My visit of Oaxaca was mostly marked by the wonderful time Chantal, Gaël and I had together. We wandered the streets and sampled Tecate, the local Aztec cocoa drink, a well as fried plantain. For lunch we had a set menu on the main square, being interrupted every 2 minutes by people wanting to sell us something. It was wonderful! We even goofed around with a street sweeper’s broom – he looked at us smiling, thinking: “These gringos are doing my work for fun, this is great – may be I should charge for this!” LOL
The next day Chantal and Gaël left and I found myself strangely depressed – but only for a short while as my friends Dudley and Sheila arrived at the campground that very evening. We had met in San Miguel de Allende a few weeks earlier and had celebrated New Year’s Eve together. What a blessing! I needed the distraction and the company and their timing was perfect. Together we went on daily excursions to discover the amazing state of Oaxaca. From Monte Alban, the big archeological site in the region to lesser known sites such as Atzompa and the jewel of Yagul.
Check out my video of Monte Alban: https://www.youtube.com/watch?v=1w4PJ4Vy4QU
We hooked up with Lindsey who is riding her bike through Mexico. Together we went to the famous Sunday market in the nearby village of Tlacolula de Matemoros . All the natives from surrounding villages come down to sell the fruit of their labor, be it fresh fruit and vegetables, handcrafts, art. It was incredible to see the costumes and to sample many exotic fruits and dishes. I had a hard time not to buy everything in sight!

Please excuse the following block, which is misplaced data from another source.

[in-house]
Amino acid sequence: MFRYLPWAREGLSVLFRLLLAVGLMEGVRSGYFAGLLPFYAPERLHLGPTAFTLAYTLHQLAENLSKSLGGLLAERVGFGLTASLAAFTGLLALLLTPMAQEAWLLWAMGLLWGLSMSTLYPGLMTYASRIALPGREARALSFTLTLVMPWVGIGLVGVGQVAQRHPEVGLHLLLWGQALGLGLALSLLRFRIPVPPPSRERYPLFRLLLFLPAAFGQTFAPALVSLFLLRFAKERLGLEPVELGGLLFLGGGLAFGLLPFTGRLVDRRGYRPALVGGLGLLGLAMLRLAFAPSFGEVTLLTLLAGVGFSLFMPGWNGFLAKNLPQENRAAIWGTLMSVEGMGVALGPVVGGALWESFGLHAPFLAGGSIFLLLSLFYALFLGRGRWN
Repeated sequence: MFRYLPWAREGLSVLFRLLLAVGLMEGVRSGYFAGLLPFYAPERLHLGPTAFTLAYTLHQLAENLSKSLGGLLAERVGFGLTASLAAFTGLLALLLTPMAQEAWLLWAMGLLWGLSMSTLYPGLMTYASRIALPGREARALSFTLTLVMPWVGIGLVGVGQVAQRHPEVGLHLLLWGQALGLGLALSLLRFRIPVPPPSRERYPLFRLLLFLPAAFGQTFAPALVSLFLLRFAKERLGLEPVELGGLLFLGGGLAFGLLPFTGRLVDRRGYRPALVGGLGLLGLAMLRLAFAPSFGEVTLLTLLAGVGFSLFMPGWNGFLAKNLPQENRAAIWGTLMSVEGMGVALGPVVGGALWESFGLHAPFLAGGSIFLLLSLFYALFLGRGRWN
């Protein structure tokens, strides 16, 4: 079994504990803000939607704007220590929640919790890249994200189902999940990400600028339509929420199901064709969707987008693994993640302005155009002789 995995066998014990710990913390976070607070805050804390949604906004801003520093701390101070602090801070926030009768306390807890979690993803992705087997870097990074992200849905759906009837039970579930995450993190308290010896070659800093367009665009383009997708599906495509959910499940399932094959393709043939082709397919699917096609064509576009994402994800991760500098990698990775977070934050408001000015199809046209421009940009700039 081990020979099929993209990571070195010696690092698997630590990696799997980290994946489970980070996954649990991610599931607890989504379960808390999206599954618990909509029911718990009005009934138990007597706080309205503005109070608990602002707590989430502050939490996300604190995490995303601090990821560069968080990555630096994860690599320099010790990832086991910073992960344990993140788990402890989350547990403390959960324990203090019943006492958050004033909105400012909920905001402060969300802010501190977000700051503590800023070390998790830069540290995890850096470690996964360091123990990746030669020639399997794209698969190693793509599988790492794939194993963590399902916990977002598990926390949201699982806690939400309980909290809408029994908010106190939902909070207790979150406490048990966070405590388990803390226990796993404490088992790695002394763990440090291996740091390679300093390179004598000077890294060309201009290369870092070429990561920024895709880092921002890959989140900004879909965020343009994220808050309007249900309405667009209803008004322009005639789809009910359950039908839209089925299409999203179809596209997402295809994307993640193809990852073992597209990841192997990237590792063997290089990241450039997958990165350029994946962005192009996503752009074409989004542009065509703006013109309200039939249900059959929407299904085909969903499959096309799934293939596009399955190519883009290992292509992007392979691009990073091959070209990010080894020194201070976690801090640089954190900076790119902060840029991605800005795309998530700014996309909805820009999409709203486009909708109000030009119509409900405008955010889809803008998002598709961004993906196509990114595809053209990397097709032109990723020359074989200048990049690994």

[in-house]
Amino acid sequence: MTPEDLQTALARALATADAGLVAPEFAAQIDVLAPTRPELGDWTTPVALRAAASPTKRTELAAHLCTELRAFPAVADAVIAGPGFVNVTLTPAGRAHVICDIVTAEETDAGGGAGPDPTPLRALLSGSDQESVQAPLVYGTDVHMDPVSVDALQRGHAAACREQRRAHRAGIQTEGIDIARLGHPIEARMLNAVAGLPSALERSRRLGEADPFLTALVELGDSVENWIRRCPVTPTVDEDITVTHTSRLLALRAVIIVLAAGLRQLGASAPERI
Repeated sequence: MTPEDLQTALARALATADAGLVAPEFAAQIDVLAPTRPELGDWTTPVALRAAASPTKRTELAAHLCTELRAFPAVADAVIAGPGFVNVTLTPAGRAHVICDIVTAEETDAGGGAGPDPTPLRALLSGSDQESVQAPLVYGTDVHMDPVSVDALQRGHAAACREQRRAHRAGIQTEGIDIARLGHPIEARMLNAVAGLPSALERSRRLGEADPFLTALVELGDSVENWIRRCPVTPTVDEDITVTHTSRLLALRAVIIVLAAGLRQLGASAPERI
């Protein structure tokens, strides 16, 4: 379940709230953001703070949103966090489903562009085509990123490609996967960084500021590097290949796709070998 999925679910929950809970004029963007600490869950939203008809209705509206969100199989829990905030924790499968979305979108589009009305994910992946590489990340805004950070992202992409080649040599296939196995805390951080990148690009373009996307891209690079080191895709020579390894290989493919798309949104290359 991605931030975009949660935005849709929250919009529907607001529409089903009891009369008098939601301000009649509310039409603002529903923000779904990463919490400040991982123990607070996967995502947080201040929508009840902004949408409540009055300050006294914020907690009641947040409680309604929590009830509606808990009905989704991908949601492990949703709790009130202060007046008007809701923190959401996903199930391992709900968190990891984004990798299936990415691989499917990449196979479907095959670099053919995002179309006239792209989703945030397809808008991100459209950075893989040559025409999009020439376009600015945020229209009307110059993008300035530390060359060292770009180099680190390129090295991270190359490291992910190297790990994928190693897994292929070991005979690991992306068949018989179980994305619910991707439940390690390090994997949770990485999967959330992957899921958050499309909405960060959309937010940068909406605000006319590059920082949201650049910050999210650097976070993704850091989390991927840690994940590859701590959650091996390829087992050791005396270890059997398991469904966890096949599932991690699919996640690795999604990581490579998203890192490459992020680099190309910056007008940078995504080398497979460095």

The next day we were off to see the Hierve del Agua, natural pools of water on a plateau way up in the mountain. It was magical. The water was a bit cold, but the view was incredible!
We then decided to visit Teotitlan del Valle, famous for its loom woven carpets and its natural wool dying process. We were in for a treat: our first stop in the village, we met Ernesto who showed us the beautiful work he does, the designs special to his region, to his Toltec heritage and the ones specific to his family, passed down from generation to generation. One rug proudly hung on the wall of his shop displayed an accolade for first prize in a national award! When I asked if he did his own dying, he took us to his workshop, at the back of the house and amazed us with all the natural herbs, roots, minerals and such used for dying.
I will be posting videos about our visit with Ernesto on YouTube, so please watch for them.
We then strolled around town, enjoying the beautiful hand-knitted sweaters and ponchos from virgin wool, hand stitched garments and fun hats for tourists!
A true visit of Oaxaca could not have been complete without visiting the Mezcal producing region around Santiago Matatlan. Every house it seemed had a wheel to grind the roasted pinas and make their own artisanal mezcal. It is the same process as for Tequila, except that the blue agave has a protected designation for Tequila only. Every other type of agave will then produce Mezcal. We discovered the creamed, liquored and aged Mezcal – we sampled it all!
The next day we left for the pacific coast. We had just spent 10 beautiful days in Oaxaca!
Until next time my new road amigos!
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Au plaisir de la route!